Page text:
Like the comma, the apostrophe has conventions that can be boiled down to a small list.
The apostrophe is used to indicate a noun has ownership. You do this by adding ‘s.
• If the noun is plural and ends in -s, you would add only an apostrophe without the “s” as in, “The boys’ hats were identical.”
• If there is dual possession, use the apostrophe with the last noun only as in, “I went to visit John and Mary’s new baby.” But if the possession is on two levels, you will use an apostrophe for both such as “I went to see John’s and Mary’s new babies.”
• If the noun is compound, use the apostrophe in the last element as in, “My mother-in-law’s behavior has become very strange.”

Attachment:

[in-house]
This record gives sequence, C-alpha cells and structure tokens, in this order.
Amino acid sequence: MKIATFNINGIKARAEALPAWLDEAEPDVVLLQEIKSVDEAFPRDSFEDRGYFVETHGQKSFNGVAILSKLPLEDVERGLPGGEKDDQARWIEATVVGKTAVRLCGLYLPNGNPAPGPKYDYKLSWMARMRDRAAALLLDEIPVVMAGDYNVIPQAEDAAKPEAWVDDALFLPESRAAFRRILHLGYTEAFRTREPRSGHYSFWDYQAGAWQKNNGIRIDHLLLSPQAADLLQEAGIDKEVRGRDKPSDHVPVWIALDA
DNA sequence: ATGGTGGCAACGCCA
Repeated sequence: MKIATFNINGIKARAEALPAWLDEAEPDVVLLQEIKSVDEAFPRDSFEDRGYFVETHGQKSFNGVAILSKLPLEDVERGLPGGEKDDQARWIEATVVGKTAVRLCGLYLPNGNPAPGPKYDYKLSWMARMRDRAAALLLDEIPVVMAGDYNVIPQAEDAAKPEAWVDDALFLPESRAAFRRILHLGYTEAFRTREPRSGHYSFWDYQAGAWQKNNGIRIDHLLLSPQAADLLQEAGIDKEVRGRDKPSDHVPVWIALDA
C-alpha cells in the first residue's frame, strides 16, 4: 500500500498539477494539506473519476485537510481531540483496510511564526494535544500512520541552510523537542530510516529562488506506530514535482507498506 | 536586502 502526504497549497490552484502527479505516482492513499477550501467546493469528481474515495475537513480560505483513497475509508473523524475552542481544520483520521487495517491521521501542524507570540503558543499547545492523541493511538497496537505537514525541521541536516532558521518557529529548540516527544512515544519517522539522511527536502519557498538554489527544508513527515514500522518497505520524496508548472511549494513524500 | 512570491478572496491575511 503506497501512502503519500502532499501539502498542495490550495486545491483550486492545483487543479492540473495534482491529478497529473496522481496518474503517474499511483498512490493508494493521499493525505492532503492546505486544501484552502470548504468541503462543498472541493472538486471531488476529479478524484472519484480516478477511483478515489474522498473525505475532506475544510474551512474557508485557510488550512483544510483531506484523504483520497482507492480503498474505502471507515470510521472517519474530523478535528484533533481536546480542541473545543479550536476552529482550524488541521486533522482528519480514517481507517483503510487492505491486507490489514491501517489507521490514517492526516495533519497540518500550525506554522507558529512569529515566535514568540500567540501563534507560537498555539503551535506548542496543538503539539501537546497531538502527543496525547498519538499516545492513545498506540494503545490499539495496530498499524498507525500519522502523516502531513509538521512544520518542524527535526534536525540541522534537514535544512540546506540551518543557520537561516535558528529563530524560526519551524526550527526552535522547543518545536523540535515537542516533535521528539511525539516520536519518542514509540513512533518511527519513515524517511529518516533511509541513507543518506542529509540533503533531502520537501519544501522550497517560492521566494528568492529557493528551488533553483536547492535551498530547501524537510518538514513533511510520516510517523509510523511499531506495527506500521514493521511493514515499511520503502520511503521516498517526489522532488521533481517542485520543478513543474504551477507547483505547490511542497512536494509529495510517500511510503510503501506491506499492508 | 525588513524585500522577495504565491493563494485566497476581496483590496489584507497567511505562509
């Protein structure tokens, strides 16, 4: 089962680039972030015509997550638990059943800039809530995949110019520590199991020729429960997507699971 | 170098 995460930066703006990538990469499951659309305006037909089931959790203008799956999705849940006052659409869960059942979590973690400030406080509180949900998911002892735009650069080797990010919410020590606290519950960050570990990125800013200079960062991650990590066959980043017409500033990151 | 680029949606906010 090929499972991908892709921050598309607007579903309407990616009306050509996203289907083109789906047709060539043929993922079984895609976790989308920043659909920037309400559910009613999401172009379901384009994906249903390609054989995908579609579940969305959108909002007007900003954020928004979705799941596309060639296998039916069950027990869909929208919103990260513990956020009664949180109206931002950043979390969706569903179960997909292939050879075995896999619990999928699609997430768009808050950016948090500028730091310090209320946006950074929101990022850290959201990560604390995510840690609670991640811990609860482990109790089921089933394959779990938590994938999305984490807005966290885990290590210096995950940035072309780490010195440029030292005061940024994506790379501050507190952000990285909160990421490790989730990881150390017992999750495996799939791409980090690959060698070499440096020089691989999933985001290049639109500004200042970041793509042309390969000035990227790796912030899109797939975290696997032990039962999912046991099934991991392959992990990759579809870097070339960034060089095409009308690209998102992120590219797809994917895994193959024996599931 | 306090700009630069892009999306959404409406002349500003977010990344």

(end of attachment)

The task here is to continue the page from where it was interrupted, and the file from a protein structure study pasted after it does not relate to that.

• You will also use an apostrophe to show possession with an indefinite pronoun such as anyone, someone or something as in, “This season would exhaust anyone’s patience.”
Exception: Some possessive personal pronouns such as your, yours, hers, its, ours, their, and theirs do not take apostrophes, such as, “The dog chased its tail, making us laugh.”
Use an apostrophe to mark contractions. In that case, the apostrophe substitutes for the missing letter or letters. It’s stands for “it is” and haven’t stands for “have not.”
use an apostrophe to pluralized certain numbers, letters and abbreviations.
• The Olympic contender scored a series of 10’s.
• Mary’s report card had all A’s.
• The teenagers were asked for their ID’s.
Like with most punctuation, the conventions are few and easy to memorize.
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